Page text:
Say Schibboleth! On Visible and Invisible Borders: Lawrence Abu Hamdan

Last week Beirut-based artist Lawrence Abu Hamdan (b. 1985), was awarded the British Turner prize, marking the first time the prize will be shared among all four nominees. 
Lawrence Abu Hamdan: Conflicted Phonemes, 2012
Lawrence Abu Hamdan: Conflicted Phonemes, 2012

During the last years, Abu Hamdan has developed a rich and complex artistic practice, taking the politics of sound, and its juridical status, as its starting point. Both in his collaborations with the interdisciplinary collective Forensics Architecture—with whom he’s worked on numerous investigations, contributing as a ‘sound analyst’—and in his own projects, sound, its materiality, and the threshold of its detectability becomes a terrain where aesthetics and politics intersect.

As the biblical story of Shibboleth (Judges 12:5-6) shows, language, the most basic means of communication, can easily become a border that we all carry in our mouth. Sound, intonation, lexicon, are all uses to distinguish between otherwise indistinguishable communities. In his work on view in Say Shibboleth, Conflicted Phonemes (2012), produced in collaboration with graphic designer Janna Ullrich, Abu Hamdan documents the widespread use of language analysis to determine the origin of asylum seekers. Resulting from a meeting with a group of graphic designers, artists, researchers, activists and Somali asylum seekers—whose asylum claims have been rejected by Dutch immigration authorities on the basis of language tests—the work attempts to expose and disseminate the realities and shortcomings of these forensic technologies and practices of “bordering.” The map departs from geographic representation, and instead visualizes the complex relation between a person’s place of birth and linguistic identity, whilst also examining how itinerant and precarious social conditions and cultural exchange might result in a hybridization of accents, thus questioning the efficacy of tests, such as those conducted by the European immigration authorities. These maps were presented to a chief judge working within the Dutch immigration authority, and the research was submitted at a deportation hearing before the UK Asylum and Immigration Tribunal.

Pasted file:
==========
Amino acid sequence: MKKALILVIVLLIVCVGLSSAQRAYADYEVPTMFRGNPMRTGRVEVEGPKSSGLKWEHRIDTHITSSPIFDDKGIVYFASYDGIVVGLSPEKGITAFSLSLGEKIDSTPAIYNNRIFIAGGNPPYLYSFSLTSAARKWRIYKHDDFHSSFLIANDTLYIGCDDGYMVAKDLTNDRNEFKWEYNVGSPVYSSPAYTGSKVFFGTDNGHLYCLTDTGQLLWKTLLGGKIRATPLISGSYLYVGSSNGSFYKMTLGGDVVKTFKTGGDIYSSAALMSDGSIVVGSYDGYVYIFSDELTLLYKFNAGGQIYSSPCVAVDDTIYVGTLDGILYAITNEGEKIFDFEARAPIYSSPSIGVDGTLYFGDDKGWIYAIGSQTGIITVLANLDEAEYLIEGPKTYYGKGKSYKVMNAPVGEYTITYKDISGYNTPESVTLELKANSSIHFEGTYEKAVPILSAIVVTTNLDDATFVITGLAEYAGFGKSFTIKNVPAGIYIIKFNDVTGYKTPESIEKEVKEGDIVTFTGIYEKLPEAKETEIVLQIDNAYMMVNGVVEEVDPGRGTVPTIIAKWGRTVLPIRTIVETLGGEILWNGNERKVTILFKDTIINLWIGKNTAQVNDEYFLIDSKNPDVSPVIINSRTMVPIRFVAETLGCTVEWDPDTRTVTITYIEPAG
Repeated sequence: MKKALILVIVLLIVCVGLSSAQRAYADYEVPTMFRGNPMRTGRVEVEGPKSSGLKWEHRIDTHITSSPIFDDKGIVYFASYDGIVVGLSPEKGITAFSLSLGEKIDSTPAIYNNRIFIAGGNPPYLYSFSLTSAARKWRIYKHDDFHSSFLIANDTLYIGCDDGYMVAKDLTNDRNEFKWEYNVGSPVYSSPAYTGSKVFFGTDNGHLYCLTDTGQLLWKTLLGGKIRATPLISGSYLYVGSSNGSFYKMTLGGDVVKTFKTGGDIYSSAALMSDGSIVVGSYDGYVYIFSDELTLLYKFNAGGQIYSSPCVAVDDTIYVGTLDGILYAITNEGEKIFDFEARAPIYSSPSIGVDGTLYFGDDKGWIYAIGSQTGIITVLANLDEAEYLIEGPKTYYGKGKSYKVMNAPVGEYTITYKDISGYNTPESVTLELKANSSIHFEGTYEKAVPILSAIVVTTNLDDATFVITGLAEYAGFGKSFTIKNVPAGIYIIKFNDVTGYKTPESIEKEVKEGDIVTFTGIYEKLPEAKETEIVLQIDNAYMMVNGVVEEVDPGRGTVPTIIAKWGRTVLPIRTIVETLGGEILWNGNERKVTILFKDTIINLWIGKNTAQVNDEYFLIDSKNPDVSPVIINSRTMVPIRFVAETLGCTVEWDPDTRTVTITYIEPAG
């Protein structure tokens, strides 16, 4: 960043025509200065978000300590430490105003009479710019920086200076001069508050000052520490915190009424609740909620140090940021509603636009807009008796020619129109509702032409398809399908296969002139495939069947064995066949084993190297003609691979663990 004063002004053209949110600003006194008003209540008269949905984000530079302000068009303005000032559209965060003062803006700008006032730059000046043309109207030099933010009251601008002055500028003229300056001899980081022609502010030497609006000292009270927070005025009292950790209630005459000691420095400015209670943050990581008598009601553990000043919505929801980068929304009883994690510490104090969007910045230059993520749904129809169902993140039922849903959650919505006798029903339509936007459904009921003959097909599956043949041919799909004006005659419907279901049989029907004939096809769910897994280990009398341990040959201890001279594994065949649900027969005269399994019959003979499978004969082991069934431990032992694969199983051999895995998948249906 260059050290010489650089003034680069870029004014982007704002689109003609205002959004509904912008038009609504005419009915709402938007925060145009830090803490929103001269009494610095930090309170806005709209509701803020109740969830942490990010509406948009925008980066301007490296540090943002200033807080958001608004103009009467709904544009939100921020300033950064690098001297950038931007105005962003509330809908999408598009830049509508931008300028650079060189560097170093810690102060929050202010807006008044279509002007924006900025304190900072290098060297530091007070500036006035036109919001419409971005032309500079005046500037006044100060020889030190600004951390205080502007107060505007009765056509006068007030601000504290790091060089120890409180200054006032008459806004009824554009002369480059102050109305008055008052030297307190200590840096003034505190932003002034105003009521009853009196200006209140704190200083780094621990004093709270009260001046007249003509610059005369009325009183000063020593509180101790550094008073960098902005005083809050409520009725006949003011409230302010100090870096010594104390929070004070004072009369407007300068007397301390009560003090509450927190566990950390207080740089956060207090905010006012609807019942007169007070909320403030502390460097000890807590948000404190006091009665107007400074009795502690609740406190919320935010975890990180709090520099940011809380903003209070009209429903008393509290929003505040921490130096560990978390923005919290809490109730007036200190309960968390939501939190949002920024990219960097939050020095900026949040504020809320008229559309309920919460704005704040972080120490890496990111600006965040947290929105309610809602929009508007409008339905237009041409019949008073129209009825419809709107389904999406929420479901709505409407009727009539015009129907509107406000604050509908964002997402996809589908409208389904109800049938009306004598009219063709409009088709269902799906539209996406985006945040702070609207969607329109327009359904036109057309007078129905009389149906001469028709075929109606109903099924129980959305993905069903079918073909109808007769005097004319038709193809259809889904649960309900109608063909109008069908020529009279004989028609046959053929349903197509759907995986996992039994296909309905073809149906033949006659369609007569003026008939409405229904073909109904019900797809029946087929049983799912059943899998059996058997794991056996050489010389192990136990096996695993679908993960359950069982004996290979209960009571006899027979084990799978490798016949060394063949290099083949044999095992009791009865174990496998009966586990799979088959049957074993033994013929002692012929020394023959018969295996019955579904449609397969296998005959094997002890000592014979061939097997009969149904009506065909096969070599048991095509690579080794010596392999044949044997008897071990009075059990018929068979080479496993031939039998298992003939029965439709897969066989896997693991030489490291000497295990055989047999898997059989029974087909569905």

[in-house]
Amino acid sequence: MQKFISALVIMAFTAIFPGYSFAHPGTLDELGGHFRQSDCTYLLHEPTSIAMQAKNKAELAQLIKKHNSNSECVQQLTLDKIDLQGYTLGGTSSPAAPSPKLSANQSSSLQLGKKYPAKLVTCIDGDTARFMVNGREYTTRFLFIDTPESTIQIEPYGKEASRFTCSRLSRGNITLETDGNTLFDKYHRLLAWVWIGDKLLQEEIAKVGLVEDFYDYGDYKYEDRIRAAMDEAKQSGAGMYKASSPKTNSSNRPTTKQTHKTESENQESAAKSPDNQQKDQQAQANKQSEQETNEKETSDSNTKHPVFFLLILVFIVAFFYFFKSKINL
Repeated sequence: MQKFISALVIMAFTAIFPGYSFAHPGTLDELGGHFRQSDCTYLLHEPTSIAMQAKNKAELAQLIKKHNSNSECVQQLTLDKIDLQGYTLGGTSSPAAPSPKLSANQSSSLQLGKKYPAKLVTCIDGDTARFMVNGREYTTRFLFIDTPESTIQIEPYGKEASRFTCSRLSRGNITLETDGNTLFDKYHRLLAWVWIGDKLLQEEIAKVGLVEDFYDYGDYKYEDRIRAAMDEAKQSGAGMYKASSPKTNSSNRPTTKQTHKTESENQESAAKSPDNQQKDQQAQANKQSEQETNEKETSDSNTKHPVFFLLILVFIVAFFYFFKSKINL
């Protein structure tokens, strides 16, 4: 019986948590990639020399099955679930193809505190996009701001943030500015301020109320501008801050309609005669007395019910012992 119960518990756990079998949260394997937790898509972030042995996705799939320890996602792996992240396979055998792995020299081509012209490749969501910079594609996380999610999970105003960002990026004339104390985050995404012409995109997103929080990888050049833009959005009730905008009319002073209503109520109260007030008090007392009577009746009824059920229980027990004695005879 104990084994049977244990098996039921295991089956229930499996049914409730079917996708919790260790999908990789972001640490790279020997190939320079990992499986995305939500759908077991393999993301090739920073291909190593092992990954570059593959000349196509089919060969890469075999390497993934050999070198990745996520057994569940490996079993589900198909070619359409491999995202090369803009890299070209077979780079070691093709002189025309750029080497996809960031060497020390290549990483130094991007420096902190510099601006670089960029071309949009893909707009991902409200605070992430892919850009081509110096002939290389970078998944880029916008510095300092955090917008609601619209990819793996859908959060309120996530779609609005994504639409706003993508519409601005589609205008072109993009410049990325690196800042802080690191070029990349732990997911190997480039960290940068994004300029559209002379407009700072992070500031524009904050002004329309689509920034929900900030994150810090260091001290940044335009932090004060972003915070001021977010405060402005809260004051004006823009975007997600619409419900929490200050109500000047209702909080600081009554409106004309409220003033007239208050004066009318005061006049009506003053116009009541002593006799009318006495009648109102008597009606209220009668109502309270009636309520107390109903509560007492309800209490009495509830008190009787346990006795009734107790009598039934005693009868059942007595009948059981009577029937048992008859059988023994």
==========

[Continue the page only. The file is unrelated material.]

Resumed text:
Currently, Abu Hamdan is the subject of a large solo-exhibition at the Hamburger Bahnhof museum for contemporary art in Berlin. There, alongside Conflicted Phonemes, several other works exploring the intersection of aesthetics and politics through sound, are on view. This whole time there were no landmines (2017), takes an event which took place in May 2011 on the occupied Golan heights as its starting point. Hamdan filmed in an area known as the “shouting valley” where, due to the resonant acoustics, members from the Druze community who’s families have been separated by the border, are able to communicate using megaphones, their voices carried across the valley as an ‘acoustic bridge’ of sorts.